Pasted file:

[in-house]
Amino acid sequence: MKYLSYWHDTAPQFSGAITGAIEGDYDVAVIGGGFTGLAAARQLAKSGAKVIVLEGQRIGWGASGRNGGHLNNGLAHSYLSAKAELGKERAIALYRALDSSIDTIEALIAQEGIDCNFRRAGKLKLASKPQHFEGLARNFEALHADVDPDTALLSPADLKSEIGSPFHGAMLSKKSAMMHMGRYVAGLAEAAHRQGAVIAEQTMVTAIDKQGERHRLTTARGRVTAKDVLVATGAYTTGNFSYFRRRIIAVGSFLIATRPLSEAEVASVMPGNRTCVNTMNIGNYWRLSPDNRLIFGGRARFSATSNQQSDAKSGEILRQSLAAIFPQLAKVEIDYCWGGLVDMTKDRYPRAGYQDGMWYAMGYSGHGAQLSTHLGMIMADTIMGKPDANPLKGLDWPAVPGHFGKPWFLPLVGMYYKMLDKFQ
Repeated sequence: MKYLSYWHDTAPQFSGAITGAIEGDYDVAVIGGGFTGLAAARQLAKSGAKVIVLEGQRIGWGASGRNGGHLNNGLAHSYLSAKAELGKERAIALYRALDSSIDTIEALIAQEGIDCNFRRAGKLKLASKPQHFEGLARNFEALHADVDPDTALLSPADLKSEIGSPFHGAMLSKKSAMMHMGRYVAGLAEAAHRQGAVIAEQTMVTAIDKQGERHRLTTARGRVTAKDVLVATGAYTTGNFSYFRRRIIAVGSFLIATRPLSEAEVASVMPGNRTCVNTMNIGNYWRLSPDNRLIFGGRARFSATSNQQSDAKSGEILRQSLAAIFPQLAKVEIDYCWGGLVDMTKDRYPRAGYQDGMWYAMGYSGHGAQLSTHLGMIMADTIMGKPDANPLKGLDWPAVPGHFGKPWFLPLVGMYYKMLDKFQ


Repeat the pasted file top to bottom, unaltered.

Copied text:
[in-house]
Amino acid sequence: MKYLSYWHDTAPQFSGAITGAIEGDYDVAVIGGGFTGLAAARQLAKSGAKVIVLEGQRIGWGASGRNGGHLNNGLAHSYLSAKAELGKERAIALYRALDSSIDTIEALIAQEGIDCNFRRAGKLKLASKPQHFEGLARNFEALHADVDPDTALLSPADLKSEIGSPFHGAMLSKKSAMMHMGRYVAGLAEAAHRQGAVIAEQTMVTAIDKQGERHRLTTARGRVTAKDVLVATGAYTTGNFSYFRRRIIAVGSFLIATRPLSEAEVASVMPGNRTCVNTMNIGNYWRLSPDNRLIFGGRARFSATSNQQSDAKSGEILRQSLAAIFPQLAKVEIDYCWGGLVDMTKDRYPRAGYQDGMWYAMGYSGHGAQLSTHLGMIMADTIMGKPDANPLKGLDWPAVPGHFGKPWFLPLVGMYYKMLDKFQ
Repeated sequence: MKYLSYWHDTAPQFSGAITGAIEGDYDVAVIGGGFTGLAAARQLAKSGAKVIVLEGQRIGWGASGRNGGHLNNGLAHSYLSAKAELGKERAIALYRALDSSIDTIEALIAQEGIDCNFRRAGKLKLASKPQHFEGLARNFEALHADVDPDTALLSPADLKSEIGSPFHGAMLSKKSAMMHMGRYVAGLAEAAHRQGAVIAEQTMVTAIDKQGERHRLTTARGRVTAKDVLVATGAYTTGNFSYFRRRIIAVGSFLIATRPLSEAEVASVMPGNRTCVNTMNIGNYWRLSPDNRLIFGGRARFSATSNQQSDAKSGEILRQSLAAIFPQLAKVEIDYCWGGLVDMTKDRYPRAGYQDGMWYAMGYSGHGAQLSTHLGMIMADTIMGKPDANPLKGLDWPAVPGHFGKPWFLPLVGMYYKMLDKFQ